Every year, when Father’s Day rolls around, I always struggle with what present to get for my dad.
The ties stop being a plausible gift at age seven, clothes illicit an unenthused response, and any type of gadget I can find at RadioShack, he already owns.
Last year, I finally got it right — A painting by me!
After his joyous reaction I started thinking about famous artists and their fathers. Did they ever celebrate their dads with art from the heart?
French artist, Marcel Duchamp, painted “Portrait of the Artist’s Father” as one of his first oil-on-canvas paintings. Duchamp’s father, the mayor of a town in Normandy in which the family lived, was a loving parent, supportive of Duchamp’s desire to pursue art:
Also from France, Paul Cezanne, did not have a father as encouraging. Cezannes’s dad was an intimidating banker, who was displeased with Cezanne’s determination to become an artist. Yet, Cezanne still created “The Artist’s Father”, capturing his father’s earnest demeanor:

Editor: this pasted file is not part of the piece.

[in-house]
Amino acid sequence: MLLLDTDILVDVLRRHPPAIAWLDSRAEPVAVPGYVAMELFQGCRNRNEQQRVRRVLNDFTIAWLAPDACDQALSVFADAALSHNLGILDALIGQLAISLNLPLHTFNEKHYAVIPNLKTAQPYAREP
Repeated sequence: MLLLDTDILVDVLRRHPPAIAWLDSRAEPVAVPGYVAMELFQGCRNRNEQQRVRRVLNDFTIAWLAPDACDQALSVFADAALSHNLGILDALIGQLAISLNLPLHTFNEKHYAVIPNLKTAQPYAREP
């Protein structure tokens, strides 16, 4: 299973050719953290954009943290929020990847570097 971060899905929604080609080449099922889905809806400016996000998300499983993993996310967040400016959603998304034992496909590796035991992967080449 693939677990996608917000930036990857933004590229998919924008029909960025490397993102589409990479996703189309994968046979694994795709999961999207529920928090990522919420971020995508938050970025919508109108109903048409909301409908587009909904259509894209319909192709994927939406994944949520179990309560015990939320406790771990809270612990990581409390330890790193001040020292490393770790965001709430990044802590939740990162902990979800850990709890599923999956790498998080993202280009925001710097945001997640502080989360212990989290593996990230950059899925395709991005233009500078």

Impressionist painter, Edgar Degas, had a father who also steered him away from the arts, urging him to attend law school. However, Degas, followed his dreams and enrolled in an art program, meanwhile painting a portrait depicting his dad listening to music:
While I did not paint a portrait of my dad for this year’s Father’s Day gift, I did whip up another painting to give to him on Sunday. (Hey, it worked last time.)
- Ava Cotlowitz
(Editor’s Note: Share this article with Dad!)